10-18-2018, 07:39 PM   #12
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QuoteOriginally posted by Urs Quote
I almost always use single point in AF try to focus on the eye and then recompose (prefocus on the tree or whatever is close), AFC I only use with birds in flight with auto 5 or 9 focus points (depending on camera) pre focus on where you think they fly by and hope for the best the DA* is a bit slow for that anyway but with practice you get some results. Practice as much as you can it does not cost anything to hit the delete button afterwards.

Its important you be patient, watch the birds where they feed, study their behavior and try to get as close as possible without scaring them away.


Attached a few samples see exif at flicker
(ok these where taken with the K70 but guess those focus tips work with most cams)

K70 DA*300 plus X1.4


K70 DA*300 without the X1.4


K70 DA*300 without the X1.4




K70 DA*300 without the X1.4
So great pics~ thx!
10-18-2018, 07:41 PM - 1 Like   #13
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With the exception of trying to track something in flight, I do better with a single point AFS instead of AFC. And prefocusing is key too. Much more likely to nail a crisp shot if you're 99% there to start.
10-18-2018, 08:56 PM - 3 Likes   #14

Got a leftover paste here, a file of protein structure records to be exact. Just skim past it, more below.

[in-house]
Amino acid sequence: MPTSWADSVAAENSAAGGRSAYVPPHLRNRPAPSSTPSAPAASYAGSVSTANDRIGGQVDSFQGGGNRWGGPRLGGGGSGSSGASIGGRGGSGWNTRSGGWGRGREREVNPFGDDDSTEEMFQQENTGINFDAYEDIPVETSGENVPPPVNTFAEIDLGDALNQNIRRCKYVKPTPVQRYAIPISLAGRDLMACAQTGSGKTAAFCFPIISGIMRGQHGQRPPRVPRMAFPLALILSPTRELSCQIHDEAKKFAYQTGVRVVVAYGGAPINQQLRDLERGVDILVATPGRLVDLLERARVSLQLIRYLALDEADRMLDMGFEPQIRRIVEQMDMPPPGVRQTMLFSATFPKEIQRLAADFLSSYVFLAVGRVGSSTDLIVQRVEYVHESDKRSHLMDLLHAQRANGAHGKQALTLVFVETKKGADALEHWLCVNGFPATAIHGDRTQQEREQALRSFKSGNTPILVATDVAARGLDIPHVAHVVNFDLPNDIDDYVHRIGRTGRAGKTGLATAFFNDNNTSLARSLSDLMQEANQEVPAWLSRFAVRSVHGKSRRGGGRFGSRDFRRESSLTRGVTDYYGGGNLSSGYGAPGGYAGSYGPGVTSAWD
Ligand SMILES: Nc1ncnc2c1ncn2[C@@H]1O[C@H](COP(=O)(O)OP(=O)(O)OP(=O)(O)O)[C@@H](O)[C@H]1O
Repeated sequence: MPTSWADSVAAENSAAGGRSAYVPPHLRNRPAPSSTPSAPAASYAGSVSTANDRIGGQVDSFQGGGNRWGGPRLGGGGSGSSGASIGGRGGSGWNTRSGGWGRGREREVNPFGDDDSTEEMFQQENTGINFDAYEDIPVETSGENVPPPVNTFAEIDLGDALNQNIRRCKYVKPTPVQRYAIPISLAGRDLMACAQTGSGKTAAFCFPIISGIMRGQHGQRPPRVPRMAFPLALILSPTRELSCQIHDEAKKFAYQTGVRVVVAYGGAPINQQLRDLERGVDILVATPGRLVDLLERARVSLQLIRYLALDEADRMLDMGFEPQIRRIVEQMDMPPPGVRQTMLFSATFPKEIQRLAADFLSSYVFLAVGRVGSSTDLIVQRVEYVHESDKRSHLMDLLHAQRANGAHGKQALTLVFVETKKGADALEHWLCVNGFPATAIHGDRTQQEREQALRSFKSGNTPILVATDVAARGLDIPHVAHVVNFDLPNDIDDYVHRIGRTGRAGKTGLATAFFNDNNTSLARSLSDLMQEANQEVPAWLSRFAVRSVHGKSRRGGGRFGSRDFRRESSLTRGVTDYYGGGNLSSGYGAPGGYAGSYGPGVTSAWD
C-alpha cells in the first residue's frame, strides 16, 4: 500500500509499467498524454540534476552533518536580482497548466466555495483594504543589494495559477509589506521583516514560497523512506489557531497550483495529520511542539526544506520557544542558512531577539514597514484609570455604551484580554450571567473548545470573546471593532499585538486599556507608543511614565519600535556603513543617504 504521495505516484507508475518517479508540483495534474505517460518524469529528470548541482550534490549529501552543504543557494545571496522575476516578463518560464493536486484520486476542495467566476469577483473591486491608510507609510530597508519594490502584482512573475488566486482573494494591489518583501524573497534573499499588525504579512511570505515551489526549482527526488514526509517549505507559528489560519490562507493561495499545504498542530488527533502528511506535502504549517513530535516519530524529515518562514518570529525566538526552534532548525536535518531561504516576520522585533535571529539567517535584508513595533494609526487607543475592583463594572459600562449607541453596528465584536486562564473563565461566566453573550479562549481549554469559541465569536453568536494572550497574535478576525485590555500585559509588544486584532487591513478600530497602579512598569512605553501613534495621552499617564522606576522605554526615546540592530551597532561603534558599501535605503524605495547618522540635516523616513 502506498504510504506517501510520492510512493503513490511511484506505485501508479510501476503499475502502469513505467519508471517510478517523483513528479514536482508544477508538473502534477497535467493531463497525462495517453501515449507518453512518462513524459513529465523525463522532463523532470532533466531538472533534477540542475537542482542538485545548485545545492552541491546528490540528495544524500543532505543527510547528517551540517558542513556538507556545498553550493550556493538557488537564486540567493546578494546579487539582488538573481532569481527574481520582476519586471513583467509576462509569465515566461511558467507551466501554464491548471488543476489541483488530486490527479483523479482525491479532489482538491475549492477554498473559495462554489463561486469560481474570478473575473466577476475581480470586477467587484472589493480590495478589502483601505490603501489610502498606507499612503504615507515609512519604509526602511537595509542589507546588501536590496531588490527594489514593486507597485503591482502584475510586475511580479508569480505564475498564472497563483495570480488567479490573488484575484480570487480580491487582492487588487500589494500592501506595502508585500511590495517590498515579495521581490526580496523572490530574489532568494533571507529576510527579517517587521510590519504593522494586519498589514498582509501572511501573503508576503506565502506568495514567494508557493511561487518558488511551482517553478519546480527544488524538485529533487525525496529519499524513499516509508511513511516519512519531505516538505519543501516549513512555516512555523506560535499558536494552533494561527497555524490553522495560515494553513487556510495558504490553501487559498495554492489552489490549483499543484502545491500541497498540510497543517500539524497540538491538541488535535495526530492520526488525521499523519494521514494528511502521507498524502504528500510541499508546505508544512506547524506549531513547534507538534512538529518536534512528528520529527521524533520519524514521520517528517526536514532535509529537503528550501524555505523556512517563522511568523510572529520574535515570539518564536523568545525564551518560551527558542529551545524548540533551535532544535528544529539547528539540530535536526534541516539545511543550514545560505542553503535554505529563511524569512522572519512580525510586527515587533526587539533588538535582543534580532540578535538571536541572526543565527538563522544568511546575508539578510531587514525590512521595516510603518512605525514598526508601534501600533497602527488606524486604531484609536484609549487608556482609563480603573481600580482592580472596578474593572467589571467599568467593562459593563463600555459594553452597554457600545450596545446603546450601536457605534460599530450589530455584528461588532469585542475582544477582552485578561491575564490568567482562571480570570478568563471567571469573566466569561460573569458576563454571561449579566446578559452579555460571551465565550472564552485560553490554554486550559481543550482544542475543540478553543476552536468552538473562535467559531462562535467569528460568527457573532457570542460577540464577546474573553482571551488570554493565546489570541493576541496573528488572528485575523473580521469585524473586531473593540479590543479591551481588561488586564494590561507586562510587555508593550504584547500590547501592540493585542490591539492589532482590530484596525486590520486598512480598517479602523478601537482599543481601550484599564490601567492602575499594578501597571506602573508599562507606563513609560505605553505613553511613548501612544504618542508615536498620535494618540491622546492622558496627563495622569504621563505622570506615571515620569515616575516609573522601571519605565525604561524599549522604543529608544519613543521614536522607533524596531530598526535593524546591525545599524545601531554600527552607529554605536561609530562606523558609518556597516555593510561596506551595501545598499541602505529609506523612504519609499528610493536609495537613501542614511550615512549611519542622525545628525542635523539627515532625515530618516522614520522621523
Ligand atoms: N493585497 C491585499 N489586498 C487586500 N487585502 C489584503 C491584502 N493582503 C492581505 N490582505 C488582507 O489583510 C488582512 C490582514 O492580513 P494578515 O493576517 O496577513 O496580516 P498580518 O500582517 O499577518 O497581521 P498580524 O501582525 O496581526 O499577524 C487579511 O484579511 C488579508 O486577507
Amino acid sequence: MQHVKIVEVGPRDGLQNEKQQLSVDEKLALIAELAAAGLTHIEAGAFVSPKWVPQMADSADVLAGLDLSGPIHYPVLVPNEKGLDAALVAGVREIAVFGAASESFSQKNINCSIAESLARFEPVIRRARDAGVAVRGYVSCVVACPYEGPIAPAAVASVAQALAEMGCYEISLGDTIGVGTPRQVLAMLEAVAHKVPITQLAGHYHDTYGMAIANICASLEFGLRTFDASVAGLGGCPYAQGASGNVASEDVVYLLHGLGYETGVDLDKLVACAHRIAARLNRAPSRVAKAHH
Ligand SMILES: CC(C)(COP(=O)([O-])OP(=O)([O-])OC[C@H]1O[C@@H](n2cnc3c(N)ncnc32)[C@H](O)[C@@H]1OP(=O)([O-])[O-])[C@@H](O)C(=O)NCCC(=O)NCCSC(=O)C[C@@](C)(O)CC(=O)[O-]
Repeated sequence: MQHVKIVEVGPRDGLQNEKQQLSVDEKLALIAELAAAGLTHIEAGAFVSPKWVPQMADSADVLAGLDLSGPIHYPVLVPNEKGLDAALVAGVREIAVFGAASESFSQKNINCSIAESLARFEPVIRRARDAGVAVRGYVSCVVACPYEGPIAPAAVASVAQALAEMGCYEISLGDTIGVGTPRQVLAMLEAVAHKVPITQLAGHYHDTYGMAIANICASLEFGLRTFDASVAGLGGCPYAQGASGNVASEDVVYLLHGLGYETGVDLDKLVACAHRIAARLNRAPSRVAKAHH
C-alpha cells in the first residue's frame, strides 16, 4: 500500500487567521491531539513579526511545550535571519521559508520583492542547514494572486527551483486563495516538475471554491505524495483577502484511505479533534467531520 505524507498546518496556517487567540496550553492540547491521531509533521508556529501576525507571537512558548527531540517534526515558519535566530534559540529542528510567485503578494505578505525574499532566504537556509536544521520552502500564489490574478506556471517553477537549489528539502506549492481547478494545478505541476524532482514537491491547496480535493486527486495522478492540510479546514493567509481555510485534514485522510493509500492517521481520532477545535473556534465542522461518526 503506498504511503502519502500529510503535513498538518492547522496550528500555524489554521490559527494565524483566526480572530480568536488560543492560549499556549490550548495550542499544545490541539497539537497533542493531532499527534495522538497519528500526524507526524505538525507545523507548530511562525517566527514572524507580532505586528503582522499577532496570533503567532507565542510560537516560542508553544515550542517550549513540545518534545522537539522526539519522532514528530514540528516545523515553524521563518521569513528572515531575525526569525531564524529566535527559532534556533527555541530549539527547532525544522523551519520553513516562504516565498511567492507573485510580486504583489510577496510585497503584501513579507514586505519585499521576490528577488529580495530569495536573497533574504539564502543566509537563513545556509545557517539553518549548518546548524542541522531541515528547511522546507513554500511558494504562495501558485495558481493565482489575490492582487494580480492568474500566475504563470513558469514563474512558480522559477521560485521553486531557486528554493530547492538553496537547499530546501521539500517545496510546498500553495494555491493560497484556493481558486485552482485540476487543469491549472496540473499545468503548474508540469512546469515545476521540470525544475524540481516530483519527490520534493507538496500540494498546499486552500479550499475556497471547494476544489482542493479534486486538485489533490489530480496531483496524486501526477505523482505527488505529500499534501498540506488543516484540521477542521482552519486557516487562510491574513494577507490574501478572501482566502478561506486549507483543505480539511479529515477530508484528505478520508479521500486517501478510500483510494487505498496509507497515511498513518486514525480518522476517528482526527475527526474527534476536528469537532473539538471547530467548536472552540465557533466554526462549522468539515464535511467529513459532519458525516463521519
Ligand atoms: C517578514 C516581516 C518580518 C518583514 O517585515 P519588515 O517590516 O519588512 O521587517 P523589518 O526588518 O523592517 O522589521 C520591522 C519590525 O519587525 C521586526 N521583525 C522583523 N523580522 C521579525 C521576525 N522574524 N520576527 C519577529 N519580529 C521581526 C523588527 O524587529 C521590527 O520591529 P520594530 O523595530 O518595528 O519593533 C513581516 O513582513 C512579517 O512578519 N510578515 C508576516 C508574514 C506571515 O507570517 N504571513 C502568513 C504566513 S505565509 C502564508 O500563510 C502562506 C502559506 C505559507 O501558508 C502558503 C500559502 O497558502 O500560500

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I've been experimenting with birds and birds in flight for awhile, both with my K-3 and K-1. It's definitely a practice makes perfect process. For birds not in flight, I will sometimes use a tripod with a gimbal attachment. For the most part for birding (hand held or tripod mounted), I use TAV with minimum shutter speed from 1/750 to 1/1000, and higher if light allows; aperture is set to the lens's sweet spot (F8 for my D-FA 150-450, or F13 when I use my F-300), and I let the ISO ride (the dynamic range on the K-1 is significantly better than the K-3, so I don't get a lot of noise if the light isn't great). I use center weighted average metering, AFC with Auto- 9 focus points, and continuous shooting high drive mode in 4 to 5 image bursts (the K-3 has a better frame rate than the K-1, so I can use a longer burst if needed). I also shut off every in camera adjustment and shoot in raw only in order to keep the AF fast. Lastly I use back button focus.